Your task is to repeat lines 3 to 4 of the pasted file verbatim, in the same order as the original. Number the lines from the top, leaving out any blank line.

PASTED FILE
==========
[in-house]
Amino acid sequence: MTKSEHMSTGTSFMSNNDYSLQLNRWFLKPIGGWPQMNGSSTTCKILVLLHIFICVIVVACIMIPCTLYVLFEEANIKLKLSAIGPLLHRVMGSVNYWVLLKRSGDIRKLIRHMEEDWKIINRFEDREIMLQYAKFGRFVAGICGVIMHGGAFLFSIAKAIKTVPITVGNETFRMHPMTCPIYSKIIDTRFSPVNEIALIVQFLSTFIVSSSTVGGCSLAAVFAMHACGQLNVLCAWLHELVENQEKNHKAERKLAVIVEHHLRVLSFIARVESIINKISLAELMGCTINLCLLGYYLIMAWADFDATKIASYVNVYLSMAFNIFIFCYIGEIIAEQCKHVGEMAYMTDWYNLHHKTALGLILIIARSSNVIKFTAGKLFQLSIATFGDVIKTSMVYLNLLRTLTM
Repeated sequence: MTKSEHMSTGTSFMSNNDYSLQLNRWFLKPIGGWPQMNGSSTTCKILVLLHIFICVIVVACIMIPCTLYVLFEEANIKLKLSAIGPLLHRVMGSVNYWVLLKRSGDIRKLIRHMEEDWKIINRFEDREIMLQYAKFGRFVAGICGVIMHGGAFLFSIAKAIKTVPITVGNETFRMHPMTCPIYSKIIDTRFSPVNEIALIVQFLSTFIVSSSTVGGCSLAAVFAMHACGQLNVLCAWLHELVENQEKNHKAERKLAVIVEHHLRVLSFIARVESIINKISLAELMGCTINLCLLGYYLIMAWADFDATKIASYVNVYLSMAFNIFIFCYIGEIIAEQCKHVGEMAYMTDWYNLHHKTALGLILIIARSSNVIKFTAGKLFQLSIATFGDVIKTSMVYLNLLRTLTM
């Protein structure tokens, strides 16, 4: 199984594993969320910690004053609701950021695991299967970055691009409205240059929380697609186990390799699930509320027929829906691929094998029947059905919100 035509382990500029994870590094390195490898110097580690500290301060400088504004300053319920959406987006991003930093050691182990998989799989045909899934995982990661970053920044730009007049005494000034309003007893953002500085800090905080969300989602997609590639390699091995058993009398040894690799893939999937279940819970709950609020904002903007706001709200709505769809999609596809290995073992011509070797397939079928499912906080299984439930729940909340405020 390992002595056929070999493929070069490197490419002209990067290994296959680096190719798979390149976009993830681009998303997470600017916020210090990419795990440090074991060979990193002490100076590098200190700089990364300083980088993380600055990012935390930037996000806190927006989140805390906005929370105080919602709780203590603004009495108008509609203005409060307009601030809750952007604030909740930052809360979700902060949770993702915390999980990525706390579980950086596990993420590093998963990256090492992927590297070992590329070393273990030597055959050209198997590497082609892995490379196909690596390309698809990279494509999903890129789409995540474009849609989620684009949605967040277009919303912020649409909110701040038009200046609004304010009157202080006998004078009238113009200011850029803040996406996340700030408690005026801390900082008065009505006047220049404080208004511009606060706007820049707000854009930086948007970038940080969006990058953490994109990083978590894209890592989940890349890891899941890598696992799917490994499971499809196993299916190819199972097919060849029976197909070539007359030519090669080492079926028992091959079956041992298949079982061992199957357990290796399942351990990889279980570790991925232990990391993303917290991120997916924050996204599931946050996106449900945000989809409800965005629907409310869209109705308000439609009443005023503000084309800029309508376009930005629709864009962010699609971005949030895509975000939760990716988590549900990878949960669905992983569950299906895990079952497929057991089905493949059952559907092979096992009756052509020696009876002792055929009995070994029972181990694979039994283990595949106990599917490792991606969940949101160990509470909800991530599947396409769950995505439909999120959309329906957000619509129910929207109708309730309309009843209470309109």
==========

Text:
Repeated sequence: MTKSEHMSTGTSFMSNNDYSLQLNRWFLKPIGGWPQMNGSSTTCKILVLLHIFICVIVVACIMIPCTLYVLFEEANIKLKLSAIGPLLHRVMGSVNYWVLLKRSGDIRKLIRHMEEDWKIINRFEDREIMLQYAKFGRFVAGICGVIMHGGAFLFSIAKAIKTVPITVGNETFRMHPMTCPIYSKIIDTRFSPVNEIALIVQFLSTFIVSSSTVGGCSLAAVFAMHACGQLNVLCAWLHELVENQEKNHKAERKLAVIVEHHLRVLSFIARVESIINKISLAELMGCTINLCLLGYYLIMAWADFDATKIASYVNVYLSMAFNIFIFCYIGEIIAEQCKHVGEMAYMTDWYNLHHKTALGLILIIARSSNVIKFTAGKLFQLSIATFGDVIKTSMVYLNLLRTLTM
């Protein structure tokens, strides 16, 4: 199984594993969320910690004053609701950021695991299967970055691009409205240059929380697609186990390799699930509320027929829906691929094998029947059905919100 035509382990500029994870590094390195490898110097580690500290301060400088504004300053319920959406987006991003930093050691182990998989799989045909899934995982990661970053920044730009007049005494000034309003007893953002500085800090905080969300989602997609590639390699091995058993009398040894690799893939999937279940819970709950609020904002903007706001709200709505769809999609596809290995073992011509070797397939079928499912906080299984439930729940909340405020 390992002595056929070999493929070069490197490419002209990067290994296959680096190719798979390149976009993830681009998303997470600017916020210090990419795990440090074991060979990193002490100076590098200190700089990364300083980088993380600055990012935390930037996000806190927006989140805390906005929370105080919602709780203590603004009495108008509609203005409060307009601030809750952007604030909740930052809360979700902060949770993702915390999980990525706390579980950086596990993420590093998963990256090492992927590297070992590329070393273990030597055959050209198997590497082609892995490379196909690596390309698809990279494509999903890129789409995540474009849609989620684009949605967040277009919303912020649409909110701040038009200046609004304010009157202080006998004078009238113009200011850029803040996406996340700030408690005026801390900082008065009505006047220049404080208004511009606060706007820049707000854009930086948007970038940080969006990058953490994109990083978590894209890592989940890349890891899941890598696992799917490994499971499809196993299916190819199972097919060849029976197909070539007359030519090669080492079926028992091959079956041992298949079982061992199957357990290796399942351990990889279980570790991925232990990391993303917290991120997916924050996204599931946050996106449900945000989809409800965005629907409310869209109705308000439609009443005023503000084309800029309508376009930005629709864009962010699609971005949030895509975000939760990716988590549900990878949960669905992983569950299906895990079952497929057991089905493949059952559907092979096992009756052509020696009876002792055929009995070994029972181990694979039994283990595949106990599917490792991606969940949101160990509470909800991530599947396409769950995505439909999120959309329906957000619509129910929207109708309730309309009843209470309109």